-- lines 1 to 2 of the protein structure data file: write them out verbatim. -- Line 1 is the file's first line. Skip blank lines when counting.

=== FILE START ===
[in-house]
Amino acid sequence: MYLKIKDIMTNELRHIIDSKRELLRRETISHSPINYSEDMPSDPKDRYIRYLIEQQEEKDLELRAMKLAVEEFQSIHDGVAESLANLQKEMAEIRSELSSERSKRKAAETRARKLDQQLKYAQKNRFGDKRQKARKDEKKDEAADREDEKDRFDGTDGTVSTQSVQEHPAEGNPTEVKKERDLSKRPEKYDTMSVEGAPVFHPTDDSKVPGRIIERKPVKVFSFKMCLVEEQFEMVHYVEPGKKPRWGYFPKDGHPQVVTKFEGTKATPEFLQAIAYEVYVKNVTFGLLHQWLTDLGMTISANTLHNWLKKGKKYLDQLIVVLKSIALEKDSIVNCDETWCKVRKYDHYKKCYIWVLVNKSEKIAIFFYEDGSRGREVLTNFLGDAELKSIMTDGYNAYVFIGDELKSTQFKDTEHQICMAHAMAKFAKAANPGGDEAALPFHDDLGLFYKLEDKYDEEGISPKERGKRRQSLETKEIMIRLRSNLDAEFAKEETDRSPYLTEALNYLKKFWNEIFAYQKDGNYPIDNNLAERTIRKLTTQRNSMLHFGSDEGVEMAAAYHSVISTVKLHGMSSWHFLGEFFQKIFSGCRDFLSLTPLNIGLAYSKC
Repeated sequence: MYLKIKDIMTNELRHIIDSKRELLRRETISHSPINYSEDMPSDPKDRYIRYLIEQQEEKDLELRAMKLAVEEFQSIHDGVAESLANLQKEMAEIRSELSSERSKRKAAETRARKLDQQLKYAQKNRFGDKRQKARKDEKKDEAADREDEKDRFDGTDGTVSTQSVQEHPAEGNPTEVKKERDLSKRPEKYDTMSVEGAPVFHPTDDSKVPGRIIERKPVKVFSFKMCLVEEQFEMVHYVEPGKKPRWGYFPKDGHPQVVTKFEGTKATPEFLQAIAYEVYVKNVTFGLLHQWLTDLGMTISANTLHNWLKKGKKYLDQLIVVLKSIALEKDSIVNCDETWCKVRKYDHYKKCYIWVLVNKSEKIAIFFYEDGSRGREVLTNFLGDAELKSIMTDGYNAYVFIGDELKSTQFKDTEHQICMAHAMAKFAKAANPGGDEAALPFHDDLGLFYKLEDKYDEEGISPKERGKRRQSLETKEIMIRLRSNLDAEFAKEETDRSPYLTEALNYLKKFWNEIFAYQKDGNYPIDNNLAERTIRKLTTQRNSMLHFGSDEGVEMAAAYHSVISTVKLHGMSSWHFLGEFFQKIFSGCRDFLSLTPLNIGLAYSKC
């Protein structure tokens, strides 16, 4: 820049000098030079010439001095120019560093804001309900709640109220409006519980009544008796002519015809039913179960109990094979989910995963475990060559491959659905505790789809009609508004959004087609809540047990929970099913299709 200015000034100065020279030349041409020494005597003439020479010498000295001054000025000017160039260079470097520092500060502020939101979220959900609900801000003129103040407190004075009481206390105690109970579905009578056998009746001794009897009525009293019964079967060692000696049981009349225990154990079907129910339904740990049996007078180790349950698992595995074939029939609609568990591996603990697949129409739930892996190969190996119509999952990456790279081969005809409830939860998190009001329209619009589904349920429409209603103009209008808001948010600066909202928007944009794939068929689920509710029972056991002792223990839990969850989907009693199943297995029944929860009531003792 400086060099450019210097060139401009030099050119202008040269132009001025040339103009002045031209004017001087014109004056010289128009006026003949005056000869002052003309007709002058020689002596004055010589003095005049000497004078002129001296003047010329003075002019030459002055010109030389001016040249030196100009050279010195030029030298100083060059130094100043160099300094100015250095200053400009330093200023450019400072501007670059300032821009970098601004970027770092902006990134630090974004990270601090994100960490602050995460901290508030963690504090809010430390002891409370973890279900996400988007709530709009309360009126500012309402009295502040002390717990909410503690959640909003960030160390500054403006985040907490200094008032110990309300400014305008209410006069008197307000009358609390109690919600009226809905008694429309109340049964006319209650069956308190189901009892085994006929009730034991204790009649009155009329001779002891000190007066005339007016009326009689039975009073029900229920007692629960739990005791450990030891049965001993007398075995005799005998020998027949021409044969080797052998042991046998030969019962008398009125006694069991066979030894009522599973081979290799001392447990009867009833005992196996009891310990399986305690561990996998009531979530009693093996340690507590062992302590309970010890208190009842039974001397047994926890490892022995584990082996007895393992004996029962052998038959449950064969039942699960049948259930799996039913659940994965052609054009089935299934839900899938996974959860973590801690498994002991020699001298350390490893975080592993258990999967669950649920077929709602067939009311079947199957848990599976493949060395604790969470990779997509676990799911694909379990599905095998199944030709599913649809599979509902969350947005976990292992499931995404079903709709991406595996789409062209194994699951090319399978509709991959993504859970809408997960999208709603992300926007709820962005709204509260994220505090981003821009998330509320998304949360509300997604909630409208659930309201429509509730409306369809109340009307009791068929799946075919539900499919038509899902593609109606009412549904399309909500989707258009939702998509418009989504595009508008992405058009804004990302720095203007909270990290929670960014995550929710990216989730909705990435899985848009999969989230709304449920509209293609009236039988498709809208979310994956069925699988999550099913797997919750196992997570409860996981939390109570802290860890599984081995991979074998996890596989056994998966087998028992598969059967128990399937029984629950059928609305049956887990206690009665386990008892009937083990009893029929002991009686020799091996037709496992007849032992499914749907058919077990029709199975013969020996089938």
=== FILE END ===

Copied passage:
[in-house]
Amino acid sequence: MYLKIKDIMTNELRHIIDSKRELLRRETISHSPINYSEDMPSDPKDRYIRYLIEQQEEKDLELRAMKLAVEEFQSIHDGVAESLANLQKEMAEIRSELSSERSKRKAAETRARKLDQQLKYAQKNRFGDKRQKARKDEKKDEAADREDEKDRFDGTDGTVSTQSVQEHPAEGNPTEVKKERDLSKRPEKYDTMSVEGAPVFHPTDDSKVPGRIIERKPVKVFSFKMCLVEEQFEMVHYVEPGKKPRWGYFPKDGHPQVVTKFEGTKATPEFLQAIAYEVYVKNVTFGLLHQWLTDLGMTISANTLHNWLKKGKKYLDQLIVVLKSIALEKDSIVNCDETWCKVRKYDHYKKCYIWVLVNKSEKIAIFFYEDGSRGREVLTNFLGDAELKSIMTDGYNAYVFIGDELKSTQFKDTEHQICMAHAMAKFAKAANPGGDEAALPFHDDLGLFYKLEDKYDEEGISPKERGKRRQSLETKEIMIRLRSNLDAEFAKEETDRSPYLTEALNYLKKFWNEIFAYQKDGNYPIDNNLAERTIRKLTTQRNSMLHFGSDEGVEMAAAYHSVISTVKLHGMSSWHFLGEFFQKIFSGCRDFLSLTPLNIGLAYSKC